- Destabiliation of producer countries (corruption and violence in Afghanistan)
A case will be made for the definition of harm reduction to be broadened to include the harms (or as the UNODC describes them 'unintended consequences') related to enforcement, for the harm reduction movement to more pro actively engage in the debate around the policy implications of this analysis; including changes to enforcement practice and alternatives to prohibition, and in the longer term, decriminalisation of use and legally regulated drug production and supply.
The Limits of Harm Reduction within the context of Prohibition
Donald MacPherson, Drug Policy Co-ordinator City of Vancouver
This presentation will consider the limits of harm reduction initiatives as a response to problematic substance use within the context of the criminalization of drugs and drug use. Harm reduction efforts take place in the margins between illegal underground drug economies, cultures of drug use and officially sanctioned efforts to deliver health care interventions and/or punishment to drug users and sellers. Current approaches to the use and sale of illegal drugs do not acknowledge how the criminalization of drug use limits the impact of health and/or criminal justice responses. International agreements that criminalize drug use have prevented communities from developing a full range of harm reduction interventions. These agreements have also prevented countries from developing alternative responses to illegal drug use and sales. The City of Vancouver has developed a strategy to prevent and reduce harm from substances that includes a call for dialogue on alternative regulatory mechanisms for currently illegal substances with a goal of maximizing prevention and reduction of harm. Regulation and control of currently illegal substances combined with social and economic development efforts can provide an alternative response to problematic drug use. This presentation will consider the significant limitations of harm reduction initiatives within a context of the continued criminalization of psychoactive substances in society.
Can Harm Reduction Win the War on Drugs? A Thai User’s Perspective
Paisan Suwannawong, Thai AIDS Treatment Action Group (TTAG)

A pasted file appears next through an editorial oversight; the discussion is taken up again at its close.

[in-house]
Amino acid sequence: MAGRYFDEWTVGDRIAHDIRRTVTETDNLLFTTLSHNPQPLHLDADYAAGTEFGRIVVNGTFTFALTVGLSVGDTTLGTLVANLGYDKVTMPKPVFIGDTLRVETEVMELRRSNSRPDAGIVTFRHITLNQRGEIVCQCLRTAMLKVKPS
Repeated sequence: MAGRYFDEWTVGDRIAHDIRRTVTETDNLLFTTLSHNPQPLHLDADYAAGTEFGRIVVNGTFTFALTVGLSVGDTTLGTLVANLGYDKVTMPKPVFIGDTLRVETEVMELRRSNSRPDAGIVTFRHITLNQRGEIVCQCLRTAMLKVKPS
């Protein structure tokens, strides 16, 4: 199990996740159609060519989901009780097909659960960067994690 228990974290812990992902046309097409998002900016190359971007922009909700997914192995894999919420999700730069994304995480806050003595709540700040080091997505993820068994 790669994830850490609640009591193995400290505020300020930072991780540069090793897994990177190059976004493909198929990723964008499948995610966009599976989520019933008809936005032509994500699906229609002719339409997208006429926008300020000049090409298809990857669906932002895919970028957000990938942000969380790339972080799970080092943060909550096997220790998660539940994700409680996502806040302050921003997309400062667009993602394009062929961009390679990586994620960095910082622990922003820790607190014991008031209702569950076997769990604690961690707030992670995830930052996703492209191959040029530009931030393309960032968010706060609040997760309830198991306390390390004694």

Thailand drug policy consists of drug eradication, suppression and prevention approaches, with the heaviest financial and human resource investment on law enforcement and military techniques to achieve a “drug-free” country. Harm reduction is not included in its approach. In 2003, Thai drug policy reached its nadir when 2,500 people were extra-judicially executed and tens of thousands of other people allegedly associated with drugs experienced numerous other human rights violations in the name of drug control.
My community of both HIV-positive and HIV-negative people with a history of drug use is virtually the only group in Thailand to have publicly advocated against abuses committed by government sectors toward drug users. Thai drug users have introduced community-driven harm reduction interventions since the 1990s in spite of the ongoing repressive legal and policy environment: prior, during and following the infamous 2003 crackdown.
My presentation will depict the peer-led harm reduction interventions that we implement regardless of what stage of suppression the government wages, and how the drug war specifically effect the efficacy of our work. Our interventions are severely compromised by the lack of government support for this important rights-based public health approach. Until harm reduction policy becomes a reality in Thailand, drug users are placed at higher risk of HIV, viral hepatitis, TB and other severe diseases due to overemphasis on criminalization and resultant high rates of detention and incarceration.
The lack of support for evidence-based harm reduction approaches, plus the failure of relevant government ministries to recognize the various harms experienced by people who use drugs, combined with a criminalizing and stigmatizing environment condemns drug users and harm reduction workers to ultimately fail to make a significant impact due to the increased risk, extreme duress under which we work, lack of funding and political support, etc. Drug wars must be stopped.
The Bigger Political Picture: International Discourse on Harm Reduction and the Drug War
Sanho Tree. Institute for Policy Studies
Politicians and drug warriors often say that we know where the drugs are coming from, so why don't we stop them at the source before they can reach our kids? This is easier said than done. After decades of trying this simplistic strategy, more drugs than ever are reaching consumers. Despite spraying more than 3 million acres under Plan Colombia, coca cultivation has actually increased in that country and has been pushed into other countries in the region as well. In Afghanistan, attempts to curb opium poppy cultivation have been spectacularly unsuccessful. In both countries, hard line eradication policies have left peasant farmers with few economic alternatives and have helped drive some of them into the arms of insurgents.
There is simply too much ungoverned territory in the world and a relatively inexhaustible supply of impoverished farmers willing to take the risk of cultivating illicit crops. Attempts to eradicate these crops have been short-sighted -- trying to produce quick results (no matter how unsustainable) to meet the targets established by political officials -- while the economic development projects to compliment the eradication programs have been woefully under funded. In short, these supply side control measures have been about as effective as shovelling water.
The collateral damage associated with the drug war impacts the poor and people of color in ways unheard of to most harm reductionists. These lives are not squandered by necessity, but by political choice and accompanying neglect. Just as we advocate harm reduction policies for drug users on the demand side, there is a need for harm reduction in source country crop control on the supply side. This presentation will examine why these supply side policies have failed as well as the political dynamics driving this failed paradigm.